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A man who was once a teacher and a soldier now grows mushrooms.

Lê Ngọc Khanh took a brave decision to quit his job and start his own business.
He had to work hard and he did not expect things to happen too quickly.
Now, the mushrooms he produces in the central highlands are sold all over Việt Nam.
by Hồng Điệp
Forty-three-year-old Lê Ngọc Khanh from Đăk Hrinh Commune in the Central Highlands province of Kon Tum quit his stable job as a teacher at a vocational school and started growing mushrooms in 2014.
Being a novice in the business, Khanh enrolled in a training course to learn how to overcome the challenges. He now owns a 6,000-square-metre mushroom farm that yields tonnes each year.
In 1998, after serving in the army, Khanh married and studied at the construction college in Hà Nội. After finishing his study, he returned to his hometown and worked as teacher in Đăk Hà District and then a vocational training school.

“The hard training in the army helped me to acquire independence, self-discipline and become more tolerant of the challenges in life,” said Khanh.
In 2010, he visited some households expertly growing lingzhi mushrooms in Củ Chi District in HCM City. Khanh found lingzhi could bring high economic benefits and began to nurture a dream of growing them.
In 2012, he visited a lingzhi mushroom farm run by a woman in Krong A Na District in Kon Tum. Khanh then quit his job to pursue mushroom growing. Yet it was not easy. Most of his friends opposed his decision, but he was so determined that he joined a four-month course that offered knowledge and skills in growing the fungus in the Krong A Na vocational training centre.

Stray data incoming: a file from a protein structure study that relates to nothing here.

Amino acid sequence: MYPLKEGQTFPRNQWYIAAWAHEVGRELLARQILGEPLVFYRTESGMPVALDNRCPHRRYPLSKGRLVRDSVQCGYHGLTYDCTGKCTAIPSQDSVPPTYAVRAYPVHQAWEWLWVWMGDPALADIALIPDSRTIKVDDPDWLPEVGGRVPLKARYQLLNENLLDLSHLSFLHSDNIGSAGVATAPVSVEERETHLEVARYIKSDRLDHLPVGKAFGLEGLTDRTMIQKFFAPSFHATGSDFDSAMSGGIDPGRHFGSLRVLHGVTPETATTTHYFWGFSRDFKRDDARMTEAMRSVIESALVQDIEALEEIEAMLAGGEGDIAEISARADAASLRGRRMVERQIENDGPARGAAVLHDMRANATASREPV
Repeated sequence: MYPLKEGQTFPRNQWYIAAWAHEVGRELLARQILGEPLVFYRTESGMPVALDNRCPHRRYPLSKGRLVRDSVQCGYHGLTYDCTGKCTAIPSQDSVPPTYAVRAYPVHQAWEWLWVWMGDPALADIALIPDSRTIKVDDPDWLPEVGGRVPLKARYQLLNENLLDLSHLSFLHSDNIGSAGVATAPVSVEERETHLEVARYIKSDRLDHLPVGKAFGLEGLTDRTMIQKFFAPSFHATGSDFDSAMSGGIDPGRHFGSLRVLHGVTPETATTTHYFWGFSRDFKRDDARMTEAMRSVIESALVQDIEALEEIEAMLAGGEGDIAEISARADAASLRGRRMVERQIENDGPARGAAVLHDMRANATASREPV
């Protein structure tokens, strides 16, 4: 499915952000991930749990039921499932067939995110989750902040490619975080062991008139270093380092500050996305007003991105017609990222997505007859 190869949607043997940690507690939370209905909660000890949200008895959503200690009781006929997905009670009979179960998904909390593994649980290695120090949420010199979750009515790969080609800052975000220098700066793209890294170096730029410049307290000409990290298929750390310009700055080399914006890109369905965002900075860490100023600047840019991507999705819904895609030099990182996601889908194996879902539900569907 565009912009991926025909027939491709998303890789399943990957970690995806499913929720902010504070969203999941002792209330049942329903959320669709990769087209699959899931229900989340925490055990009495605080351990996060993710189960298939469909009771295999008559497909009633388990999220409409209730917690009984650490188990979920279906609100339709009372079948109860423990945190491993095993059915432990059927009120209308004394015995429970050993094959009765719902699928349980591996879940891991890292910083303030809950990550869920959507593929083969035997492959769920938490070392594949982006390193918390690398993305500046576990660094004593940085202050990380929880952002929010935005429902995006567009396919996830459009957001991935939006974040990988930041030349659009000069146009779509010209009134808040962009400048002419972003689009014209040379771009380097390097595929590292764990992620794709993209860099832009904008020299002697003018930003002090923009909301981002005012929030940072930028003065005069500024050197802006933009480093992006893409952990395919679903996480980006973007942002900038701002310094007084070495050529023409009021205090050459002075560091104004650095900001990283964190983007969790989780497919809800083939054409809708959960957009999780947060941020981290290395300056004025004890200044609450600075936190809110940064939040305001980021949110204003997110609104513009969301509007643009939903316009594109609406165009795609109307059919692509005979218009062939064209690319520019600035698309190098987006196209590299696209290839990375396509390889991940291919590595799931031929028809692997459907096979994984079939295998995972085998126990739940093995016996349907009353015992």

During the course, he also travelled to other localities, including Phú Yên and Quảng Nam, to learn more.
Khanh then started growing lingzhi at home. Khanh and other former soldiers also set up an agriculture, trade and service co-operative.
“The co-operative was where the soldiers exchanged knowledge on working life, offering their skills to local people. By establishing a co-op, it is easier to call for investment from local small business,” said Khanh.
Khanh hired four workers, the children of co-op members to work on his farm. They learned and worked for a monthly income of VNĐ3.5 million (US$55).
Khanh opened his first lingzhi farm in 2014, which covered 100sq.m and grew four types of mushrooms – lingzhi (Ganoderma lucidum), wood ear (Auricularia auricula-judae), oyster mushroom (Pleurotus ostreatus), and straw mushroom (Volvariella volvacea).
Initially he suffered a big loss as only 300 packages of mushrooms were of high quality to sell.